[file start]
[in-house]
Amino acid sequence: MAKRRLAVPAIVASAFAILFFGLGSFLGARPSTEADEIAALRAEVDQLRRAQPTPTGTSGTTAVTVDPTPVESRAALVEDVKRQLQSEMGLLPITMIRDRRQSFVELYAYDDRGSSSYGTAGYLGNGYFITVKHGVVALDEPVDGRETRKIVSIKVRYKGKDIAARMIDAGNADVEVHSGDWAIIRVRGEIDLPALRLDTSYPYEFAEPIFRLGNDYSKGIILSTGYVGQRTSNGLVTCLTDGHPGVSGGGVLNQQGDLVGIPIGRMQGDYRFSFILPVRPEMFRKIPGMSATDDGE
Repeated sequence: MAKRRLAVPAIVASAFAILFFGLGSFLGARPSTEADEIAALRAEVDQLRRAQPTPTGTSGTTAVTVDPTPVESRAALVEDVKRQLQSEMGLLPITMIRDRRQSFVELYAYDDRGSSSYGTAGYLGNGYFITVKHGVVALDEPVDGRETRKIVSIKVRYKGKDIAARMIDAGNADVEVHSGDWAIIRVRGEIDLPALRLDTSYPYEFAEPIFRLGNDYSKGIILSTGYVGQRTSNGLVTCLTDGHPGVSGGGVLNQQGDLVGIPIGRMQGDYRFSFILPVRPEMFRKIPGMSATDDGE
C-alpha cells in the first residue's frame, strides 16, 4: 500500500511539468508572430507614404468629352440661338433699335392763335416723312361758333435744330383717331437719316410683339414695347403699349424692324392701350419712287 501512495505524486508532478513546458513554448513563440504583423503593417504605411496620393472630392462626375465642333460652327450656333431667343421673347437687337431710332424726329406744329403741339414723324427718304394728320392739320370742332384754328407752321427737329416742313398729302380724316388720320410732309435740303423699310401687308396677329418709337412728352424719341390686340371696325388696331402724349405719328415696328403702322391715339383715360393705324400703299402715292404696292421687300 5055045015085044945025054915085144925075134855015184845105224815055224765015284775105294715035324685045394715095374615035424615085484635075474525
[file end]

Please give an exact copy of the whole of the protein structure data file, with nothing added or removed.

[in-house]
Amino acid sequence: MAKRRLAVPAIVASAFAILFFGLGSFLGARPSTEADEIAALRAEVDQLRRAQPTPTGTSGTTAVTVDPTPVESRAALVEDVKRQLQSEMGLLPITMIRDRRQSFVELYAYDDRGSSSYGTAGYLGNGYFITVKHGVVALDEPVDGRETRKIVSIKVRYKGKDIAARMIDAGNADVEVHSGDWAIIRVRGEIDLPALRLDTSYPYEFAEPIFRLGNDYSKGIILSTGYVGQRTSNGLVTCLTDGHPGVSGGGVLNQQGDLVGIPIGRMQGDYRFSFILPVRPEMFRKIPGMSATDDGE
Repeated sequence: MAKRRLAVPAIVASAFAILFFGLGSFLGARPSTEADEIAALRAEVDQLRRAQPTPTGTSGTTAVTVDPTPVESRAALVEDVKRQLQSEMGLLPITMIRDRRQSFVELYAYDDRGSSSYGTAGYLGNGYFITVKHGVVALDEPVDGRETRKIVSIKVRYKGKDIAARMIDAGNADVEVHSGDWAIIRVRGEIDLPALRLDTSYPYEFAEPIFRLGNDYSKGIILSTGYVGQRTSNGLVTCLTDGHPGVSGGGVLNQQGDLVGIPIGRMQGDYRFSFILPVRPEMFRKIPGMSATDDGE
C-alpha cells in the first residue's frame, strides 16, 4: 500500500511539468508572430507614404468629352440661338433699335392763335416723312361758333435744330383717331437719316410683339414695347403699349424692324392701350419712287 501512495505524486508532478513546458513554448513563440504583423503593417504605411496620393472630392462626375465642333460652327450656333431667343421673347437687337431710332424726329406744329403741339414723324427718304394728320392739320370742332384754328407752321427737329416742313398729302380724316388720320410732309435740303423699310401687308396677329418709337412728352424719341390686340371696325388696331402724349405719328415696328403702322391715339383715360393705324400703299402715292404696292421687300 5055045015085044945025054915085144925075134855015184845105224815055224765015284775105294715035324685045394715095374615035424615085484635075474525